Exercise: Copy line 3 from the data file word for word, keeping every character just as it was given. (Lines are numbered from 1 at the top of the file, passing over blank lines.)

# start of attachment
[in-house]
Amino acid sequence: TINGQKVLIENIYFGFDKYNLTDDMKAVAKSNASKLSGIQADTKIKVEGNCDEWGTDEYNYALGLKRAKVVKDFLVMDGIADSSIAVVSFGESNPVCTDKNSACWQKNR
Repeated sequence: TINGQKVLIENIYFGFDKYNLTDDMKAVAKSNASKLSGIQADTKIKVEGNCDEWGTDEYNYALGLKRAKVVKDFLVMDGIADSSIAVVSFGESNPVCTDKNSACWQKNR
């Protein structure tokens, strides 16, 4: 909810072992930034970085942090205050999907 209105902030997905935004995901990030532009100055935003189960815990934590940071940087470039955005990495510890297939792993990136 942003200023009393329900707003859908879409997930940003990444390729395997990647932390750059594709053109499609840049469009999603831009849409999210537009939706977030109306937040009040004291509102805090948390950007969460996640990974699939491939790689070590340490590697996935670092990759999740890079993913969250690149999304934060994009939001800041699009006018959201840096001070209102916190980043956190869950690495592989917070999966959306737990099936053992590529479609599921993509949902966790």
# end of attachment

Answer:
Repeated sequence: TINGQKVLIENIYFGFDKYNLTDDMKAVAKSNASKLSGIQADTKIKVEGNCDEWGTDEYNYALGLKRAKVVKDFLVMDGIADSSIAVVSFGESNPVCTDKNSACWQKNR